I watched this series passionately when I was a kid, growing up on a council estate in a family of complete philistines. Top of the Pops was the main fare in our house.
Unfortunately, I'm not sure I ever managed to see them all, as I don't recall them being repeated, and I have since searched in vain for any repeat showings onTV or DVD/video recordings, so any leads in that direction would be very welcome.
I would say that the hidden melodies were deliciously crafted and consummately performed, much better in fact than Jo did his Chopin. I have a painfully slow and clumsy recording of him playing the oh-so-popular Polonaise in A flat!
However, I do have a cassette tape somewhere of a selection of hidden melodies, which I will try to search out, as another friend of mine is also interested in them, and she is too young to have ever seen the series.
As for the handiwork involved, I think it was a talent on the part of Jo Cooper for spotting the similarity between the components of a tune and its resemblance to classical tunes penned by famous authors. No time to go into detail here, but I think it's obvious that some of the sea shanties like Drunken Sailor are fairly easy to knock into shape à la Vaughan Williams or Benjamin Britten, whereas one of the others that he set in the style of Mozart came out in such a Mozartian guise that it was hard to remember it was actually only a popular tune, written much later.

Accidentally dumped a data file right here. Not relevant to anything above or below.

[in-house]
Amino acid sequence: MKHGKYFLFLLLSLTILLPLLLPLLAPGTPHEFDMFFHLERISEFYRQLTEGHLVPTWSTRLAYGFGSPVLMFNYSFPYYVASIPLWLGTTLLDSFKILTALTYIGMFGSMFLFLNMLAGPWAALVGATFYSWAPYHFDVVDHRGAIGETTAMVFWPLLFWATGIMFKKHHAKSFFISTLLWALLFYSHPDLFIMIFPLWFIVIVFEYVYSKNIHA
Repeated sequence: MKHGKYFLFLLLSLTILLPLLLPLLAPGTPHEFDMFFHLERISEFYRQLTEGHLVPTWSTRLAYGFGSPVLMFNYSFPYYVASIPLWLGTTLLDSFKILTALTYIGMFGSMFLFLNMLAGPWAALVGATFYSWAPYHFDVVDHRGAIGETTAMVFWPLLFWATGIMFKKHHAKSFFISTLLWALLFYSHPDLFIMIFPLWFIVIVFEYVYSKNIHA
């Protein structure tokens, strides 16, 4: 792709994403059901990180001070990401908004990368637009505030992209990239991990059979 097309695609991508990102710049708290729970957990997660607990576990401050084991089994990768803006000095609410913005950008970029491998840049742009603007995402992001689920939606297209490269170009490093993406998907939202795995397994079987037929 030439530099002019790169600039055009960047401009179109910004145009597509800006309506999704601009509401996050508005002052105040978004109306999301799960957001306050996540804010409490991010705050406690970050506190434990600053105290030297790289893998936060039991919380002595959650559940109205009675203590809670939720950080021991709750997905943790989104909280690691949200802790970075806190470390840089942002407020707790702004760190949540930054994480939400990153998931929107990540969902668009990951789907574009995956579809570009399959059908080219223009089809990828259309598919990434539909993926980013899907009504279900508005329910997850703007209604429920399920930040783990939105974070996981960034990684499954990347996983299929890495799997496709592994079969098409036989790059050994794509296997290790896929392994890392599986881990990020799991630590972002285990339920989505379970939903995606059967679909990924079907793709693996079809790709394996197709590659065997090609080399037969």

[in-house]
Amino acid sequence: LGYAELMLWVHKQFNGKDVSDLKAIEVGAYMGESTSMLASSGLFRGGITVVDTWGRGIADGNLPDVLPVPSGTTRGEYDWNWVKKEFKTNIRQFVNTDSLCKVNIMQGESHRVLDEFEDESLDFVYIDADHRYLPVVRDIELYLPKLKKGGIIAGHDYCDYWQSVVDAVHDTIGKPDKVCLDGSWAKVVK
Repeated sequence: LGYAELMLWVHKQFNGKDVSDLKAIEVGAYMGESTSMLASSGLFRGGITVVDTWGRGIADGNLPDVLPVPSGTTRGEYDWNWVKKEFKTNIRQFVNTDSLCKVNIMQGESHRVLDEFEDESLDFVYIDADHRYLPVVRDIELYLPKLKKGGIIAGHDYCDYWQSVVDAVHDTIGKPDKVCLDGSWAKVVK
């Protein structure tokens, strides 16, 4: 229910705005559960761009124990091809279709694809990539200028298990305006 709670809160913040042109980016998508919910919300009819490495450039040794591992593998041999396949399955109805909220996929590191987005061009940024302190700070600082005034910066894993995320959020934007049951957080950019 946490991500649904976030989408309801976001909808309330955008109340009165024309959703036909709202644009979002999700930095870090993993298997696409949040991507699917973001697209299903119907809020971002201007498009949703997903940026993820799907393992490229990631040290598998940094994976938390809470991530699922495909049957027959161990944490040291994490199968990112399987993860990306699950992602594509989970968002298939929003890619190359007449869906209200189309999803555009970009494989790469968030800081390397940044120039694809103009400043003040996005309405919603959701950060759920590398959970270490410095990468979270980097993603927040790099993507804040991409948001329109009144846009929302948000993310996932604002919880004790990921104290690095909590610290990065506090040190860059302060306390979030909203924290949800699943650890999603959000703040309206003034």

When composing in the style of Chopin, and I did this for my music A-level many times, I think the obvious things are to emphasize thirds and sixths, alternatingly and then add in a nocturne-type bass (think D flat here) for starters. Then certain rhythms are typically his (though not exclusively, of course): polonaise, bolero, mazurka.
I could go on, but I'm sure there are others out there better qualified to do this.
Tim (amateur pianist, Chopin fan, motorcycle freak and general nerd)